會長的話

錄自《人才薈萃》 2017年11月號

 

Dear members,

 

Research Insights to Inform HR Decisions

This issue brings members to a cover story highlighting the Institute’s 40 years of advancing and championing HR excellence and professionalism. It also features an interview with the chairperson of the Institute’s Research Committee who discusses the strategic research approaches of its four Sub-committees.

 

Speaking of research, the findings of the HKIHRM Hong Kong Pay Trend and Pay Level Survey 2017 were revealed on 3 November at the Pay Trend and Benefits Seminar. This year’s seminar was yet another success, with nearly 250 HR practitioners and business executives enjoying a fruitful day of learning from an excellent line-up of speakers including economists, HR experts, legal practitioners, and pay and benefits consultants. They shed light on Hong Kong’s current and future economic environment and offered updates on the latest trends in pay and benefits from legal and business perspectives.

 

The Institute conducted the annual Pay Trend Survey in August and September 2017 to track trends in pay adjustment, bonus incentives, and benefits between January and September 2017. It covered 95 companies from 16 business sectors involving 156,000 full-time salaried employees. The average pay rise in 2017 stood at 3.3%, with 98.9% of responding companies offering a pay rise. Only 1.1% had a pay freeze, while none implemented a pay cut. As for the projected pay adjustment in 2018, 48.9% indicated that they would offer a rise while 3.4% would implement a freeze. The remaining 47.7% did not provide a pay adjustment, due to differing pay review periods. Among those providing data on their 2018 base pay adjustment projection for January to April 2018, the weighted average pay rise for 2018 was 3.5%. This indicates employers’ cautiously optimistic approach to pay adjustments, reflecting the realistic labour market situation.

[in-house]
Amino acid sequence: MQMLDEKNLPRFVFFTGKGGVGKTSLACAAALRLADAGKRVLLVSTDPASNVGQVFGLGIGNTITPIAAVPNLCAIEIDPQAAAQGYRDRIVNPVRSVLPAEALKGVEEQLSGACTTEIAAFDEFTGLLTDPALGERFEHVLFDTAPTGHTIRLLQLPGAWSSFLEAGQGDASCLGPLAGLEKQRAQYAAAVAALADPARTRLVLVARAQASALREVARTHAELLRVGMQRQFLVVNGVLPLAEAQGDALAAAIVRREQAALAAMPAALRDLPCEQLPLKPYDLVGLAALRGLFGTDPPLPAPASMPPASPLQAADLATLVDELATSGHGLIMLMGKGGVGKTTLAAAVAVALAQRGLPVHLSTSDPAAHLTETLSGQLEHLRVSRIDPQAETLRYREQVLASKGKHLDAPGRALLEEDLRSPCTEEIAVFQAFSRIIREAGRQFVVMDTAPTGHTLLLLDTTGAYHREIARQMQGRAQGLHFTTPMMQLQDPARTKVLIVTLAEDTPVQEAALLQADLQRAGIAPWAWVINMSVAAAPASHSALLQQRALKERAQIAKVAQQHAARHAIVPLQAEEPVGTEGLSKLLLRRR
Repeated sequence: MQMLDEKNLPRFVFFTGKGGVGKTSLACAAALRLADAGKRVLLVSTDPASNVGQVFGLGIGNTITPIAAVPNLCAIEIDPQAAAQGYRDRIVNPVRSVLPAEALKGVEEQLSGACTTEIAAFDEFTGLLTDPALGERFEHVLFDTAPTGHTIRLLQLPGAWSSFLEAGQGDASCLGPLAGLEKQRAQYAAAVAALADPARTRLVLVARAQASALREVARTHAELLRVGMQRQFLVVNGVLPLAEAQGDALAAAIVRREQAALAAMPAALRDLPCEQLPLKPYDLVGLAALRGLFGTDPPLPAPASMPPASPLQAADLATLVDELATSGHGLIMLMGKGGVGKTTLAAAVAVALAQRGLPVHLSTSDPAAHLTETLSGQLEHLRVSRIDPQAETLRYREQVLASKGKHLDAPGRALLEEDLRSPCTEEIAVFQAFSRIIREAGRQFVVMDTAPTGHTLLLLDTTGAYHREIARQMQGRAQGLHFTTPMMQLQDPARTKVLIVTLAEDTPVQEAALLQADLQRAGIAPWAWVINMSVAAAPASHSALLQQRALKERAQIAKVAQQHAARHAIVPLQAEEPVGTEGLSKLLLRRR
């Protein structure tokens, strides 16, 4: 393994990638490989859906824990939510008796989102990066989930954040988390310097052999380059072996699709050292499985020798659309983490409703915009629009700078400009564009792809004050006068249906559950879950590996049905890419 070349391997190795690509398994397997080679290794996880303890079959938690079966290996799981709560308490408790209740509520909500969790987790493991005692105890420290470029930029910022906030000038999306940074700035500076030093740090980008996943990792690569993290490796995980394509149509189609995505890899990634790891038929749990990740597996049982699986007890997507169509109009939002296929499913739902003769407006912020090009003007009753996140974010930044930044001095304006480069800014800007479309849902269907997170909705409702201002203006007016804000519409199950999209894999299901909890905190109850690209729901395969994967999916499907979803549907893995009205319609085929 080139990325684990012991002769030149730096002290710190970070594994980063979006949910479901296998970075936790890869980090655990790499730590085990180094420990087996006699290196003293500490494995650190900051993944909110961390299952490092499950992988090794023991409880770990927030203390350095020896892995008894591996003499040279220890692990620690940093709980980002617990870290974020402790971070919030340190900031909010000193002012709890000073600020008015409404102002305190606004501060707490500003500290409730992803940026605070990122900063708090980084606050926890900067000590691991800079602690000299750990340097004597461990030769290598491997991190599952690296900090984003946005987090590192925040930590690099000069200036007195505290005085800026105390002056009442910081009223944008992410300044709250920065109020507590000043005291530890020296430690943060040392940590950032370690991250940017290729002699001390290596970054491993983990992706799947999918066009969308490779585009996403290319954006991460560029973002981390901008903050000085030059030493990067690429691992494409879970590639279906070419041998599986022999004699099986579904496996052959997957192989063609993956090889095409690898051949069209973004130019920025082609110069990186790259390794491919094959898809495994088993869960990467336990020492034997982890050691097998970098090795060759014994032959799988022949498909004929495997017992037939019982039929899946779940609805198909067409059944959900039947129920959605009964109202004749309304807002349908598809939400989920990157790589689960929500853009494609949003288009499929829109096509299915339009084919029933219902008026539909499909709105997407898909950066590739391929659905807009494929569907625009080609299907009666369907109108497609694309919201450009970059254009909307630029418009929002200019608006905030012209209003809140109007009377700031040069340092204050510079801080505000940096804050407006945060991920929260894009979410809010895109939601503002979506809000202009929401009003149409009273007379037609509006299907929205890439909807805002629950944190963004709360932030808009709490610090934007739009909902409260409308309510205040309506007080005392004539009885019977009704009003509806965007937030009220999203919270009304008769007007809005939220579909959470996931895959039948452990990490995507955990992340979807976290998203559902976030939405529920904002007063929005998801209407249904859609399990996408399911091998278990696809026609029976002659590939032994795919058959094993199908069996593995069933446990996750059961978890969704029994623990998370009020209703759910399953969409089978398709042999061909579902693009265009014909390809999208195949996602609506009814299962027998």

Hong Kong’s unemployment rate has remained low, ranging from 3.1% to 3.3%, since the beginning of 2017. Some business sectors such as construction, healthcare and elderly services, and retail face severe manpower shortages. Employers in certain sectors may need to enhance pay and benefits to attract and retain staff. In the mid- to longer term, apart from strengthening staff training and development, employers will be more inclined to increase investment in automation and innovative technology to relieve manpower shortages and optimise planning while enhancing the quality and efficiency of service delivery. 

 

Looking ahead, external economic and trade factors, plus the development of the government’s employment and labour policies, will pose potential operational and business challenges to employers, the city’s manpower demand, and pay rise levels in 2018.

 

On employment and labour benefits, the Chief Executive revealed in her 2017 policy address that the government will begin a study, and work on the enhancement, of maternity leave. Under the Employment Ordinance, eligible female employees in Hong Kong are entitled to a maximum 70 days of paid maternity leave, which lags behind other Asian economies such as mainland China, Japan, and New Zealand, which all stipulate 98 days of maternity leave, and Singapore 112 days. With the Hong Kong government inclined to enhance maternity leave benefits in its current term, the Institute, while well aware of the potential impact of enhanced maternity leave on pay and benefit practices, will conduct a survey in the coming months to gather members’ views and understand the extent to which improved maternity leave benefits may affect companies’ finances and manpower deployment practices. The insights obtained will be crucial to the Institute’s research and advocacy efforts, and help the government refine measures attuned to HR practices and trends.

 

On a final note, I would like to call on members to take the opportunity to register for the HKIHRM Annual Conference and Exhibition 2017 on 21 and 22 November at the Hong Kong Convention and Exhibition Centre. With its significance to the HR profession, it is definitely an event not to be missed. I look forward to seeing you there.

 

David Li

President of HKIHRM

 

(只有英文版本)


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